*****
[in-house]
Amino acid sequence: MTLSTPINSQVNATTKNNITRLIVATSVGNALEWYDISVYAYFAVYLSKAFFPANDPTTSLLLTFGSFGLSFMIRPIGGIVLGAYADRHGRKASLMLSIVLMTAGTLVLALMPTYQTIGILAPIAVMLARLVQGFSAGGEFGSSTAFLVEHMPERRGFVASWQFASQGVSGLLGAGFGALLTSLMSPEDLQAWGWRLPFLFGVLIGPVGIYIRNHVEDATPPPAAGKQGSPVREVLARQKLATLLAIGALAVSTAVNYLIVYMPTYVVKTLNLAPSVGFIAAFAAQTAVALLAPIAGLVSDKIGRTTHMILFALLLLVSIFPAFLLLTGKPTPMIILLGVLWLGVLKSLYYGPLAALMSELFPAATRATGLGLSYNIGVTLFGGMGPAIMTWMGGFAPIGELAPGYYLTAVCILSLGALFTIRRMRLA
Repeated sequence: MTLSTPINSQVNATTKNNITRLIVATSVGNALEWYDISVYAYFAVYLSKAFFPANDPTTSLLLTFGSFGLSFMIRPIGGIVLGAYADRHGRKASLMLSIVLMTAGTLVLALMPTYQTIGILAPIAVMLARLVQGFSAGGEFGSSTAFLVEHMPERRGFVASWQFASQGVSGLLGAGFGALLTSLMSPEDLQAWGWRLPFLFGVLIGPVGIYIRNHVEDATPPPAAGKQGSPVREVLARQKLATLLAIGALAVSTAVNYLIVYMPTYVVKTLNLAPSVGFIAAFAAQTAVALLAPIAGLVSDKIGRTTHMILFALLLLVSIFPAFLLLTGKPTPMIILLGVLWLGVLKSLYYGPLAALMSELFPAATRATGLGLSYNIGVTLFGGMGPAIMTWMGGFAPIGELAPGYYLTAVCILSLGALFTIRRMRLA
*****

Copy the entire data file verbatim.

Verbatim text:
[in-house]
Amino acid sequence: MTLSTPINSQVNATTKNNITRLIVATSVGNALEWYDISVYAYFAVYLSKAFFPANDPTTSLLLTFGSFGLSFMIRPIGGIVLGAYADRHGRKASLMLSIVLMTAGTLVLALMPTYQTIGILAPIAVMLARLVQGFSAGGEFGSSTAFLVEHMPERRGFVASWQFASQGVSGLLGAGFGALLTSLMSPEDLQAWGWRLPFLFGVLIGPVGIYIRNHVEDATPPPAAGKQGSPVREVLARQKLATLLAIGALAVSTAVNYLIVYMPTYVVKTLNLAPSVGFIAAFAAQTAVALLAPIAGLVSDKIGRTTHMILFALLLLVSIFPAFLLLTGKPTPMIILLGVLWLGVLKSLYYGPLAALMSELFPAATRATGLGLSYNIGVTLFGGMGPAIMTWMGGFAPIGELAPGYYLTAVCILSLGALFTIRRMRLA
Repeated sequence: MTLSTPINSQVNATTKNNITRLIVATSVGNALEWYDISVYAYFAVYLSKAFFPANDPTTSLLLTFGSFGLSFMIRPIGGIVLGAYADRHGRKASLMLSIVLMTAGTLVLALMPTYQTIGILAPIAVMLARLVQGFSAGGEFGSSTAFLVEHMPERRGFVASWQFASQGVSGLLGAGFGALLTSLMSPEDLQAWGWRLPFLFGVLIGPVGIYIRNHVEDATPPPAAGKQGSPVREVLARQKLATLLAIGALAVSTAVNYLIVYMPTYVVKTLNLAPSVGFIAAFAAQTAVALLAPIAGLVSDKIGRTTHMILFALLLLVSIFPAFLLLTGKPTPMIILLGVLWLGVLKSLYYGPLAALMSELFPAATRATGLGLSYNIGVTLFGGMGPAIMTWMGGFAPIGELAPGYYLTAVCILSLGALFTIRRMRLA